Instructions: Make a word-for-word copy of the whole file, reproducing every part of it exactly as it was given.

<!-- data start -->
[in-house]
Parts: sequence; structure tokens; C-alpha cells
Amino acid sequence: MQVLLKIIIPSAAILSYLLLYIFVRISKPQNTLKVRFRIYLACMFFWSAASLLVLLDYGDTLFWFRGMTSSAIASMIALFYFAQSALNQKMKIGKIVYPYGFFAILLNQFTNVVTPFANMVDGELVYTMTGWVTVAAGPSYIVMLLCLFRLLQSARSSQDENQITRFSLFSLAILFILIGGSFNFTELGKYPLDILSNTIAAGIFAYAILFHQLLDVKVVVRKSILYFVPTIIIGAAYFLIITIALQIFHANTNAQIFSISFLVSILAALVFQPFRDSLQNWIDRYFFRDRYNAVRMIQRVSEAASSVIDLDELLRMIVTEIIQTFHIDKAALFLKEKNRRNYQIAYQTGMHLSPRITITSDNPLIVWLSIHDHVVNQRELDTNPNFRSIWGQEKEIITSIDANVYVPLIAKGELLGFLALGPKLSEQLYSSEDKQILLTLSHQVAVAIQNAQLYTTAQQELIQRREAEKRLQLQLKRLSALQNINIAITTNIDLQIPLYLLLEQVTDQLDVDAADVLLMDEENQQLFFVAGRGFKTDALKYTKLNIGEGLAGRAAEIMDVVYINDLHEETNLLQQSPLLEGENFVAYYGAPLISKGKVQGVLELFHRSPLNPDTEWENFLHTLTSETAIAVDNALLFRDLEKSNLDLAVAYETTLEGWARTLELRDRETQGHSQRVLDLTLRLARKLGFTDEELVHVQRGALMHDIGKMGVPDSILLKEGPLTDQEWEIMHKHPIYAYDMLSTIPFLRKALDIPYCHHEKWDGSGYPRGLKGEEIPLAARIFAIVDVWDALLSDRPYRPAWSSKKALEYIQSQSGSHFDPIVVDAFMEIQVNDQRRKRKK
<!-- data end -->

[in-house]
Parts: sequence; structure tokens; C-alpha cells
Amino acid sequence: MQVLLKIIIPSAAILSYLLLYIFVRISKPQNTLKVRFRIYLACMFFWSAASLLVLLDYGDTLFWFRGMTSSAIASMIALFYFAQSALNQKMKIGKIVYPYGFFAILLNQFTNVVTPFANMVDGELVYTMTGWVTVAAGPSYIVMLLCLFRLLQSARSSQDENQITRFSLFSLAILFILIGGSFNFTELGKYPLDILSNTIAAGIFAYAILFHQLLDVKVVVRKSILYFVPTIIIGAAYFLIITIALQIFHANTNAQIFSISFLVSILAALVFQPFRDSLQNWIDRYFFRDRYNAVRMIQRVSEAASSVIDLDELLRMIVTEIIQTFHIDKAALFLKEKNRRNYQIAYQTGMHLSPRITITSDNPLIVWLSIHDHVVNQRELDTNPNFRSIWGQEKEIITSIDANVYVPLIAKGELLGFLALGPKLSEQLYSSEDKQILLTLSHQVAVAIQNAQLYTTAQQELIQRREAEKRLQLQLKRLSALQNINIAITTNIDLQIPLYLLLEQVTDQLDVDAADVLLMDEENQQLFFVAGRGFKTDALKYTKLNIGEGLAGRAAEIMDVVYINDLHEETNLLQQSPLLEGENFVAYYGAPLISKGKVQGVLELFHRSPLNPDTEWENFLHTLTSETAIAVDNALLFRDLEKSNLDLAVAYETTLEGWARTLELRDRETQGHSQRVLDLTLRLARKLGFTDEELVHVQRGALMHDIGKMGVPDSILLKEGPLTDQEWEIMHKHPIYAYDMLSTIPFLRKALDIPYCHHEKWDGSGYPRGLKGEEIPLAARIFAIVDVWDALLSDRPYRPAWSSKKALEYIQSQSGSHFDPIVVDAFMEIQVNDQRRKRKK